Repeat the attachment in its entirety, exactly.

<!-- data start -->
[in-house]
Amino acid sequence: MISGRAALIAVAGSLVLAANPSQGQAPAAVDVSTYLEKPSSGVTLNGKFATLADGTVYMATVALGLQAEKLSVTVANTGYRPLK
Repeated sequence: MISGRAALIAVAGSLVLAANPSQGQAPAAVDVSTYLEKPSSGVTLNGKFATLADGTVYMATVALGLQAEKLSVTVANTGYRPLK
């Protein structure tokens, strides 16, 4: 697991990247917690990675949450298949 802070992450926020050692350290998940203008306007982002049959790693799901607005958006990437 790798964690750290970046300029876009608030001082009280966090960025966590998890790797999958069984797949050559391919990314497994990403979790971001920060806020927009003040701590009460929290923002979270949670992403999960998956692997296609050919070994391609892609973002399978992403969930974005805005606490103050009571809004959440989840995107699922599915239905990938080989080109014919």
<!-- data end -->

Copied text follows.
[in-house]
Amino acid sequence: MISGRAALIAVAGSLVLAANPSQGQAPAAVDVSTYLEKPSSGVTLNGKFATLADGTVYMATVALGLQAEKLSVTVANTGYRPLK
Repeated sequence: MISGRAALIAVAGSLVLAANPSQGQAPAAVDVSTYLEKPSSGVTLNGKFATLADGTVYMATVALGLQAEKLSVTVANTGYRPLK
């Protein structure tokens, strides 16, 4: 697991990247917690990675949450298949 802070992450926020050692350290998940203008306007982002049959790693799901607005958006990437 790798964690750290970046300029876009608030001082009280966090960025966590998890790797999958069984797949050559391919990314497994990403979790971001920060806020927009003040701590009460929290923002979270949670992403999960998956692997296609050919070994391609892609973002399978992403969930974005805005606490103050009571809004959440989840995107699922599915239905990938080989080109014919």